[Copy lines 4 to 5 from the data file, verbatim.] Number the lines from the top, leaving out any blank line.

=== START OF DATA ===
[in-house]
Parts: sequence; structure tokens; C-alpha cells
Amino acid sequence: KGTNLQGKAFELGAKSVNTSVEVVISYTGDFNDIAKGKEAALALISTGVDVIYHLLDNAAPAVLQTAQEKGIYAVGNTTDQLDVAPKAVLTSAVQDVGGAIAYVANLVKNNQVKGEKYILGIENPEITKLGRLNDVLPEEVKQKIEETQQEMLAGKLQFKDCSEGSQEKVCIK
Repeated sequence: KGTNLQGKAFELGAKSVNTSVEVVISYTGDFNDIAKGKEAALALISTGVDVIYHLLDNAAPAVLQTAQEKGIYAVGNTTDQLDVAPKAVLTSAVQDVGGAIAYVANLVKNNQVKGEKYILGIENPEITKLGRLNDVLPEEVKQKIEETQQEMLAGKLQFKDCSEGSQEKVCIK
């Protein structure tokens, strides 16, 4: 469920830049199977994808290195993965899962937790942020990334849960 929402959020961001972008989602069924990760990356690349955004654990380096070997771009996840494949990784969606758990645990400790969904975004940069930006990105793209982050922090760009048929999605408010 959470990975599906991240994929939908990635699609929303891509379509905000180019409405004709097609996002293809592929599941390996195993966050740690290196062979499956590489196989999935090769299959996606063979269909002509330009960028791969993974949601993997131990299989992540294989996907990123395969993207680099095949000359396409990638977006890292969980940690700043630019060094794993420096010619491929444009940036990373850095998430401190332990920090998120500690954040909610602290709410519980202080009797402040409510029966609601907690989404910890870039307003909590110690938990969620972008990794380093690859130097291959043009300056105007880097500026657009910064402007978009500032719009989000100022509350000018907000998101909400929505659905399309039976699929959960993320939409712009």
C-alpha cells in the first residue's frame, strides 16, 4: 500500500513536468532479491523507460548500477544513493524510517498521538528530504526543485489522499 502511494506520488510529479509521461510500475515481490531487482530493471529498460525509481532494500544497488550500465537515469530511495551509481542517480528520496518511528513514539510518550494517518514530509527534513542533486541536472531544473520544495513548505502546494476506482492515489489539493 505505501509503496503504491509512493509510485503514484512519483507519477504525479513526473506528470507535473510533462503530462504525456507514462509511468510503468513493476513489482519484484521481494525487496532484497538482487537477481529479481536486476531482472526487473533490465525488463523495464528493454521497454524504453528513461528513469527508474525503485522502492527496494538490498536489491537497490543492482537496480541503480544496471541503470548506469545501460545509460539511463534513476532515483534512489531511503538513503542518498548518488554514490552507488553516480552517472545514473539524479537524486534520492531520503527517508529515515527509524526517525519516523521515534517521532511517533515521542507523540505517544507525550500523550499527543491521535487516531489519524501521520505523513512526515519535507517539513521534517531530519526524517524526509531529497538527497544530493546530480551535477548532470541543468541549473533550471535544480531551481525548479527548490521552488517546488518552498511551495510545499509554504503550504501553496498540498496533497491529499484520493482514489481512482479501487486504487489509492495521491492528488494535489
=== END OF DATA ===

Repeated sequence: KGTNLQGKAFELGAKSVNTSVEVVISYTGDFNDIAKGKEAALALISTGVDVIYHLLDNAAPAVLQTAQEKGIYAVGNTTDQLDVAPKAVLTSAVQDVGGAIAYVANLVKNNQVKGEKYILGIENPEITKLGRLNDVLPEEVKQKIEETQQEMLAGKLQFKDCSEGSQEKVCIK
């Protein structure tokens, strides 16, 4: 469920830049199977994808290195993965899962937790942020990334849960 929402959020961001972008989602069924990760990356690349955004654990380096070997771009996840494949990784969606758990645990400790969904975004940069930006990105793209982050922090760009048929999605408010 959470990975599906991240994929939908990635699609929303891509379509905000180019409405004709097609996002293809592929599941390996195993966050740690290196062979499956590489196989999935090769299959996606063979269909002509330009960028791969993974949601993997131990299989992540294989996907990123395969993207680099095949000359396409990638977006890292969980940690700043630019060094794993420096010619491929444009940036990373850095998430401190332990920090998120500690954040909610602290709410519980202080009797402040409510029966609601907690989404910890870039307003909590110690938990969620972008990794380093690859130097291959043009300056105007880097500026657009910064402007978009500032719009989000100022509350000018907000998101909400929505659905399309039976699929959960993320939409712009």